For the third time since the coronavirus pandemic began, Boris Johnson’s big bang plan to lift almost all legal restrictions on July 19th has made England an outlier in Europe. He was slower to respond to the first wave of infections and Britain suffered more deaths than its neighbours but his boldness in rolling out vaccines put the country a step ahead of the rest.
His latest move comes as case numbers, driven by the Delta variant, are at their highest level in months and Johnson said on Monday they are likely to reach 50,000 a day within two weeks, almost twice today’s number. His calculation is that it is better to bring on the “exit wave” of infections by reopening society now rather than wait until the autumn when schools return and the weather drives more people indoors.
Downing Street insists it is not embracing a herd immunity strategy by letting the virus rip through the population of those too young to be vaccinated, who are also least likely to become ill because of it. But by removing all legal social distancing requirements at once, the spread of the virus will inevitably accelerate before it peaks.
The plan is popular among Conservative backbenchers, one of whom cried “Hallelujah!” when health secretary Sajid Javid announced the end of social distancing in a Commons statement. But a snap poll showed more than 70 per cent of the public wants face masks to remain mandatory and ministers in Scotland, Wales and Northern Ireland said they would not immediately follow England’s lead.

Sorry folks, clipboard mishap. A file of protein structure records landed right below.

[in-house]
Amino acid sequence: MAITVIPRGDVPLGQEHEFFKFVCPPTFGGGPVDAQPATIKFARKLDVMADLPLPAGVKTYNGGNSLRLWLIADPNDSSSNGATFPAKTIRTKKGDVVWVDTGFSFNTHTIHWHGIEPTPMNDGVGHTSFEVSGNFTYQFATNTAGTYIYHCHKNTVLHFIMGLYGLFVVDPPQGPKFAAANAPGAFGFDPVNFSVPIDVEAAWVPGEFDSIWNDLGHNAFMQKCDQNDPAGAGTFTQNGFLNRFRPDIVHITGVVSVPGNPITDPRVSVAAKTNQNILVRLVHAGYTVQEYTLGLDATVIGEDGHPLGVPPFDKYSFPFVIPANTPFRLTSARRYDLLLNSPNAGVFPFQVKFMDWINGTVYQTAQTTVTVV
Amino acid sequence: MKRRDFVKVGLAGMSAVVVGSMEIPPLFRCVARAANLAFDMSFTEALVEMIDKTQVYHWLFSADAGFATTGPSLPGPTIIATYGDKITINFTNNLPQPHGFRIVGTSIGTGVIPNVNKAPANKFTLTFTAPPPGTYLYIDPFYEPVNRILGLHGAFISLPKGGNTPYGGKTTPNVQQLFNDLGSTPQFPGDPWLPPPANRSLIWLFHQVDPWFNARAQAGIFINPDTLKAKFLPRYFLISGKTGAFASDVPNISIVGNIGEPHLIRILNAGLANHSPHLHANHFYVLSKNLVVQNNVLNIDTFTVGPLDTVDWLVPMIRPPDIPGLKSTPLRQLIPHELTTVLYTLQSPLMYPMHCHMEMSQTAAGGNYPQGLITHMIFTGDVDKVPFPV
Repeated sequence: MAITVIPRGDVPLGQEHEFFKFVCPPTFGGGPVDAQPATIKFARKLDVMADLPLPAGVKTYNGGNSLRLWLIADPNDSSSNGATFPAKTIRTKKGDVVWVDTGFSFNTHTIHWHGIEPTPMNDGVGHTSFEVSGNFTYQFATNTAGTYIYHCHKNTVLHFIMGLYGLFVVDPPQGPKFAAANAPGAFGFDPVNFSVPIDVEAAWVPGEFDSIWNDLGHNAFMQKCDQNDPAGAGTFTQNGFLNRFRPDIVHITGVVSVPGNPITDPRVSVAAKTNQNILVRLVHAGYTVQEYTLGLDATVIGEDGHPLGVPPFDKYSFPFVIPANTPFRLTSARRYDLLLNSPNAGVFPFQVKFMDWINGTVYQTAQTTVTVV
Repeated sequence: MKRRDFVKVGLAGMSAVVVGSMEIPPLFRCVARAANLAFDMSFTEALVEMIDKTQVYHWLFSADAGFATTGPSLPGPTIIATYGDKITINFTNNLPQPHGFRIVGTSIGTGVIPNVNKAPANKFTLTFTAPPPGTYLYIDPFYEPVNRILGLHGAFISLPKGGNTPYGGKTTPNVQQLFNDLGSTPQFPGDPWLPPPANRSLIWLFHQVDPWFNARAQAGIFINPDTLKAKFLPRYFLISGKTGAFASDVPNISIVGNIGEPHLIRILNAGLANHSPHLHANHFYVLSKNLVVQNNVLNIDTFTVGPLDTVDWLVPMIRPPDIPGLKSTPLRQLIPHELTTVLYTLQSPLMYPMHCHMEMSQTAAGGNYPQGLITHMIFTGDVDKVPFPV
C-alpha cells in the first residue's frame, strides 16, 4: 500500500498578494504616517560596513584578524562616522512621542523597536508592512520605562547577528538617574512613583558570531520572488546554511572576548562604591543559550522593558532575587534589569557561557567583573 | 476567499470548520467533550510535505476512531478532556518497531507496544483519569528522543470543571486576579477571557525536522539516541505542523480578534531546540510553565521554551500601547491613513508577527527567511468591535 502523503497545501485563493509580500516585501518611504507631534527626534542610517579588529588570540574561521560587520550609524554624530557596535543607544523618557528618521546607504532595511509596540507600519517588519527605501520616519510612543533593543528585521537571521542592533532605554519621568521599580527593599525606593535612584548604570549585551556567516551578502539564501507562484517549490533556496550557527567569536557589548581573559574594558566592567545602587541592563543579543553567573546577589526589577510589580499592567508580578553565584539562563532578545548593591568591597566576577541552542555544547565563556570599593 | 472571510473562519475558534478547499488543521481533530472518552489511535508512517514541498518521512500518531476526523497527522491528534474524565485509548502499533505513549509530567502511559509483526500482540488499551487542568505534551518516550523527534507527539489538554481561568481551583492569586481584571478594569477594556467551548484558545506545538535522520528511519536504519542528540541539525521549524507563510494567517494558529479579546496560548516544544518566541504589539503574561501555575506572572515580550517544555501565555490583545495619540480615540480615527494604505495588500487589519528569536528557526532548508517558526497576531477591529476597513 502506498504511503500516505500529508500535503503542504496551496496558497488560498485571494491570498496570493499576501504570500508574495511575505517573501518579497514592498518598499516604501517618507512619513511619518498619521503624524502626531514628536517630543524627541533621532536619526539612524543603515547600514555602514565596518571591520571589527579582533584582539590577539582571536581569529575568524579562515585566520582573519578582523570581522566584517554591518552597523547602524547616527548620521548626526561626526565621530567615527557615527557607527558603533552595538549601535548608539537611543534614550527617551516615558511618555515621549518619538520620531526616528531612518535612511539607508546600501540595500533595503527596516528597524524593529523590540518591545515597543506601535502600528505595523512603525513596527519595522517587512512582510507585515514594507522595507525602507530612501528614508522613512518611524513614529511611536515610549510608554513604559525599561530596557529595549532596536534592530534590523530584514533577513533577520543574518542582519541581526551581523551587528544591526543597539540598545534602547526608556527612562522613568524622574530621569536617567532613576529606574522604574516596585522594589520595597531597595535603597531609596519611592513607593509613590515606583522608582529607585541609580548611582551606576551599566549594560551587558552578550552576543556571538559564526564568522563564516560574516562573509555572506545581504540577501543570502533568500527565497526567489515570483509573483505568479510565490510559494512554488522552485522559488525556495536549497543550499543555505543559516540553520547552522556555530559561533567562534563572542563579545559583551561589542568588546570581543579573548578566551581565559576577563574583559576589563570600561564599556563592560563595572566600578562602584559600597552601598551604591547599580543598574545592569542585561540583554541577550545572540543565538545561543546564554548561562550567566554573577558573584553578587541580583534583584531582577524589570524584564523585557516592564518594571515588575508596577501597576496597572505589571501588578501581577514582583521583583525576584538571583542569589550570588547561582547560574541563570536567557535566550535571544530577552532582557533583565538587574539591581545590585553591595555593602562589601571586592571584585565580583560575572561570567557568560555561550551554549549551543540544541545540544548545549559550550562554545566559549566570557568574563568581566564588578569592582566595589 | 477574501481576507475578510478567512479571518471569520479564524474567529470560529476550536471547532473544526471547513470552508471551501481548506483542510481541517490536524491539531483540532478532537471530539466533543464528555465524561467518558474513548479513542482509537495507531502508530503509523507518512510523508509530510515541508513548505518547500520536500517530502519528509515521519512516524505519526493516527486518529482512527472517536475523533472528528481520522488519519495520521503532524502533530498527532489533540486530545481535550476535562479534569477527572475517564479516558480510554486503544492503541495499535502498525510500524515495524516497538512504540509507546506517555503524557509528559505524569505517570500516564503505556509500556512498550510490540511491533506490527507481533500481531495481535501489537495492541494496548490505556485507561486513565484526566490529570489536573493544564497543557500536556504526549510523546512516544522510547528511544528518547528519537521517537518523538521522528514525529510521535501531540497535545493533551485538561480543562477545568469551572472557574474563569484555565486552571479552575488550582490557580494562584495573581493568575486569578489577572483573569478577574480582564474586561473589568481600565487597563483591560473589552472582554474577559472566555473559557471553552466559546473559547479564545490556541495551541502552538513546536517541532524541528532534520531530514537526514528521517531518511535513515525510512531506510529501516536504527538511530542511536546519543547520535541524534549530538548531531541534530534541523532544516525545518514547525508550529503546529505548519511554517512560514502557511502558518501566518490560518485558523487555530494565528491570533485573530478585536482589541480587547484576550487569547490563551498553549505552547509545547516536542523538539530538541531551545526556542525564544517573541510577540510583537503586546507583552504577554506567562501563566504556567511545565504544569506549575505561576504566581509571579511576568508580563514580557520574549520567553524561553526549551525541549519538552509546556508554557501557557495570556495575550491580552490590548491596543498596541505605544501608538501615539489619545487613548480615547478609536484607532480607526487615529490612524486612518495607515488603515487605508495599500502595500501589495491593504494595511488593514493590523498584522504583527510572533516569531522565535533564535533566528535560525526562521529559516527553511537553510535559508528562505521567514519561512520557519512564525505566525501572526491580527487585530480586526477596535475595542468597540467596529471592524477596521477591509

The speed of the planned reopening offers an opening to Labour, whose leader Keir Starmer described it as “reckless” as unions warned that removing the mask mandate put customer-facing workers at risk. Chief medical officer Chris Whitty and chief scientific adviser Patrick Vallance, who were with Johnson for the announcement, said they would continue to wear masks in certain circumstances, including as a matter of “common courtesy” if someone else felt uncomfortable otherwise.
London mayor Sadiq Khan said he would consult the capital’s transport authority about whether to continue to require passengers on buses and Tube trains to wear a mask.
“My mask protects you, your mask protects me. The wearing of face coverings on public transport helps reduce the spread of Covid, and crucially gives Londoners confidence to travel – which is vital to our economic recovery,” he said.
Johnson also struck a modest note of caution, urging people not to be “demob happy” when nightclubs reopen and bars and restaurants return to full capacity. His MPs are cheering now but they will need strong nerves in the weeks ahead when cases surge even higher and the daily death count, currently in low double digits, begins to edge upwards to newsworthy levels.